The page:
While reimbursements are stagnant or declining, physician practices are being asked to assume new roles and responsibilities, such as value-based services, patient engagement, and enhanced accountability. The success of these initiatives is often in the hands of the practice staff. It might seem that more staff are needed to carry out these new responsibilities. Fortunately, there’s a better answer — smarter staffing.
Making employment decisions
There are several principles to the more enlightened management of practice human resources, which begin with thoughtful employment decisions. At times, management rushes to fill an open position, hiring the first qualified person who applies. Later, a mismatch becomes apparent, productivity suffers, morale declines and the employee is let go.
A better way is to establish detailed criteria for the position before beginning recruitment. That requires scrutinizing potential candidates so you find somebody that meets your requirements and fits into the practice culture.
Working at the top of their licenses
It’s become a cliché that practice personnel, particularly clinicians, should work “at the top of their licenses.” This means that each licensed person should concentrate on the highest level tasks that he or she is allowed to perform. If there are activities that both a physician and a nurse practitioner (NP) can provide, they should be handled by the NP. If there are duties within the license scope of a physician assistant (PA) and a registered nurse (RN), the RN should perform them. This often results in clinicians taking on greater patient care responsibilities — within the scope of their licenses.
In a cost-constrained world, it may make sense to employ more, rather than fewer, staff in different roles. The most effective practices often have greater staffing ratios for RNs, LPNs and advanced practice nurses (APNs). The cost of employing larger numbers of nurses recoups itself by allowing practices to see more patients and offer more attentive care.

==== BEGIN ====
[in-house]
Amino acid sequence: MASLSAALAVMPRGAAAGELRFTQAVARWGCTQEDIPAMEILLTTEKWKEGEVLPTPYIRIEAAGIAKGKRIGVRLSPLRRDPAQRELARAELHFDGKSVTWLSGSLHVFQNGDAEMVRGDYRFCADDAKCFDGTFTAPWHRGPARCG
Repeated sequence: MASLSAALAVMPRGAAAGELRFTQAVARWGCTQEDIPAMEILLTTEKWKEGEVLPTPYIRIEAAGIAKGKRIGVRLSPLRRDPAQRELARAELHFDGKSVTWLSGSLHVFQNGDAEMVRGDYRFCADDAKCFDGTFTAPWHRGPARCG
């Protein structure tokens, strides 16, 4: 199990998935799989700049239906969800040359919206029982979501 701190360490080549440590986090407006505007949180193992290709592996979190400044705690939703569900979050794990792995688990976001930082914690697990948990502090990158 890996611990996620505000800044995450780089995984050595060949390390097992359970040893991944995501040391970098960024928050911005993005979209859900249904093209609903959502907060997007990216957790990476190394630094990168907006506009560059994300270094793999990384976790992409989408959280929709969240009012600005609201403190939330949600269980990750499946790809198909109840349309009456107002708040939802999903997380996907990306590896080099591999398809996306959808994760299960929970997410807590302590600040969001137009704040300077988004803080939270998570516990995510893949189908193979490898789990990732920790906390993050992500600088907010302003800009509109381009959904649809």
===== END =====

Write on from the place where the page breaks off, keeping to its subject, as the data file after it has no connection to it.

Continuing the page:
It’s an established norm in forward-looking practices to use advanced practitioners, such as Physician Assistants (PAs) or Nurse Practitioners (NPs). A recent survey of 1,066 physicians and practice administrators nationwide by the Physicians Practice website found that over 60% of them employed at least one PA or NP. Physician recruiting firm Merritt Hawkins reports that the total number of recruiting searches for NPs and PAs surged 320% from 2012 to 2014.
Although the added cost of hiring more clinicians can be outweighed by the resulting improvements to practice efficiency and revenues, NPs also have a different approach with patients. They bring a focus on patient education and counseling, care coordination, and wellness promotion that’s often different from that of physicians.
Focusing on the patient
Depending on individual state laws, advanced practitioners are able to provide a range of primary and specialty care services that includes ordering and interpreting diagnostic tests, such as X-rays and lab work; diagnosing and treating acute and chronic illnesses; prescribing medications, and educating patients on disease management and prevention. This usually can be done independently or under physician supervision.
In summary, NPs and PAs help practices generate revenue by increasing patient volumes and allowing physicians to spend more time delivering higher-level direct, billable patient care. This new class of providers leverages their advanced medical training by focusing on more routine care and managing clinical tasks.
Job descriptions and regular feedback
To develop high-performing staff, you must tell them what you want them to do, and then follow up with feedback on when they are performing well or poorly. It’s important to prepare accurate, comprehensive job descriptions, give them to all employees, and update them whenever job content changes substantially. The description is the starting point for holding employees accountable for their work performance.
Get in the practice of routinely and informally commenting on employee performance. This is best done immediately after a relevant work event. Provide both positive and negative comments. Follow the rule, “Praise in public, criticize in private.” Critical feedback usually comes easily, so make sure it’s constructive. Look for legitimate reasons to compliment employees, preferably in front of coworkers. It will do wonders for everyone’s morale.
The bottom line
It’s critical that you look for bottlenecks and processes that can be simplified. And try to consolidate redundant tasks and train staff to take on more complex multiple roles. The outcome of these staff initiatives can transform a practice’s operations. Give them a try.